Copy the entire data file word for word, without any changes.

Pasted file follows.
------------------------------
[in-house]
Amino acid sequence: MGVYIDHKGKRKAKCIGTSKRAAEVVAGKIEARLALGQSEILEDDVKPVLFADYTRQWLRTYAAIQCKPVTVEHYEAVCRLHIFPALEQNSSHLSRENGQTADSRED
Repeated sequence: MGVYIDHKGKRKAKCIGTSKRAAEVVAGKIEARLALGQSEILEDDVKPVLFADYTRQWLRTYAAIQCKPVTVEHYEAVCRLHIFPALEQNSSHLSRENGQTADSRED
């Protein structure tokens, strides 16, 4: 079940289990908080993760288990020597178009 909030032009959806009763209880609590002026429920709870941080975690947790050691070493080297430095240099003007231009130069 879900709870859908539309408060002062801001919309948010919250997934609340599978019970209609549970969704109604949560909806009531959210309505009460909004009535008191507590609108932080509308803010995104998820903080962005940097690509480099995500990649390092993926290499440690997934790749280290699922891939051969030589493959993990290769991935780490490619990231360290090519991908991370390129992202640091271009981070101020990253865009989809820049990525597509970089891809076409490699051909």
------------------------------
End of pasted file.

[in-house]
Amino acid sequence: MGVYIDHKGKRKAKCIGTSKRAAEVVAGKIEARLALGQSEILEDDVKPVLFADYTRQWLRTYAAIQCKPVTVEHYEAVCRLHIFPALEQNSSHLSRENGQTADSRED
Repeated sequence: MGVYIDHKGKRKAKCIGTSKRAAEVVAGKIEARLALGQSEILEDDVKPVLFADYTRQWLRTYAAIQCKPVTVEHYEAVCRLHIFPALEQNSSHLSRENGQTADSRED
């Protein structure tokens, strides 16, 4: 079940289990908080993760288990020597178009 909030032009959806009763209880609590002026429920709870941080975690947790050691070493080297430095240099003007231009130069 879900709870859908539309408060002062801001919309948010919250997934609340599978019970209609549970969704109604949560909806009531959210309505009460909004009535008191507590609108932080509308803010995104998820903080962005940097690509480099995500990649390092993926290499440690997934790749280290699922891939051969030589493959993990290769991935780490490619990231360290090519991908991370390129992202640091271009981070101020990253865009989809820049990525597509970089891809076409490699051909």